Neeson and Wilde are great, but the rest of the cast are trapped under plot overload. Do all these differing plots connect in any way? They sure do, in ways that strain credulity and are even rather demented. It all adds up to nothing all that worthy, which is the most frustrating part. Haggis has ambition to be admired, but it'd help if what's onscreen wasn't such a wandering mess. You get more pleasure out of analyzing and examining Third Person than you do in actually watching it and taking it in.

  • Tammy

    Tammy (2014)

    July 26, 2014

    It's hard to hate on Melissa McCarthy, even when the material she's given fizzles. Such is the case with Tammy, co-written by McCarthy and her husband, Ben Falcone, who also directs. Tammy is another of McCarthy's great characters, a down-on-her-luck gal who, in the course of one day, loses her job, her car and her husband (stolen by a toothy Toni Collette). What's a girl to do? She h its the road and enters all kinds of hi-jinks with her boozy grandmother (a lovably frazzled Susan Sarandon). It sounds like a winner and yet Tammy falls short. Even when it's funny, the gags ad story rarely gel together well. Tammy comes off like an SNL character who got her own movie since the film seems to be a series of skits. Pity many of them aren't funnier. Tammy is never meant to be admired, she's loud, lazy, impulsive and boorish, but McCarthy is a comedic force of nature and makes sure you can never take your eyes off her. Even with material that's sub par, McCarthy is never not worth watching.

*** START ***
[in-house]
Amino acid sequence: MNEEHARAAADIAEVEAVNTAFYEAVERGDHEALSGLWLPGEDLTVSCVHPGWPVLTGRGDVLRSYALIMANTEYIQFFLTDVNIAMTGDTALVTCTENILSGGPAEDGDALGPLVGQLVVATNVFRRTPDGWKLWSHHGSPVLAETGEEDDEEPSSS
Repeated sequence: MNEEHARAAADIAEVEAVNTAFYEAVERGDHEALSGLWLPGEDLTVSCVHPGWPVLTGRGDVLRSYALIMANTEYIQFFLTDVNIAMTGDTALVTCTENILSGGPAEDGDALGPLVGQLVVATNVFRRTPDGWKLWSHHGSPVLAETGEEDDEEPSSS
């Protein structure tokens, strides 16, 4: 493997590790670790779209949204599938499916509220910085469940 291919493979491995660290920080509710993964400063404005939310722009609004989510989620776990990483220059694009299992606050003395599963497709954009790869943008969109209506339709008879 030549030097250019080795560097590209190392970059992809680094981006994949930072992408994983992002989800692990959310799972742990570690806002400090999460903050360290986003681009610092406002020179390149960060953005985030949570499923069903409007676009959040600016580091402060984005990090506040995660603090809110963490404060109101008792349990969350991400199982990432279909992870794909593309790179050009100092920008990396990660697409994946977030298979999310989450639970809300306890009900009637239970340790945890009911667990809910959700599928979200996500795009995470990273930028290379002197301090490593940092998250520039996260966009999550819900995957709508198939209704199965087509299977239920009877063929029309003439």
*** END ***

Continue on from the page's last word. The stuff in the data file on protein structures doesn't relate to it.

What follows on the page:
• Dawn Of The Planet Of The Apes

    Dawn Of The Planet Of The Apes (2014)

    July 13, 2014

    Seems like not long ago we were all shocked by how much 2011's Rise of The Planet of The Apes didn't suck. It seemed like there could be no life left in the franchise after four sequels to the 1968 original and Tim Burton's horrid 2001 remake, so expectations were low. And then bam, Rise got us all excited about the apes again, this time with actors playing apes in motion-capture suits, using digital technology to help register real feeling and nuance, even in the eyes. It's impossible to resist.

    There's good news too with Dawn of The Planet of The Apes, set 10 years after Rise. The apes look as amazing and cool as ever. They run, they stomp, they wield guns, ride horses, speak English. Things is there are such high expectations for Dawn that there was no way it was gonna meet them all. For starters, there's the human actors, who are mostly dull as shit.

    But even with the human actors, Dawn is mostly a rousing experience, especially in its first hour. In for Rise director Rupert Wyatt is Matt Reeves (Cloverfield, Let Me In) who gets us right into the action. The simian virus concocted by James Franco in the last film has enhanced the brains of apes but has decimated the human population all over the world. The apes who fled into the woods near San Francisco are thriving. You see it in alpha male Caesar, again played by the amazing Andy Serkis, as he leads his fellow apes in an attack on a herd of elks and fighting off a bear. The film's digital wizardry is astonishing. Rise was largely shot in a studio. In Dawn, Reeves and cinematographer Michael Seresin take things right onto the locations, shot in real space, with the forests of Vancouver standing in for Northern California. It's an awe-inspiring feat, making you wish Dawn could just be about the apes.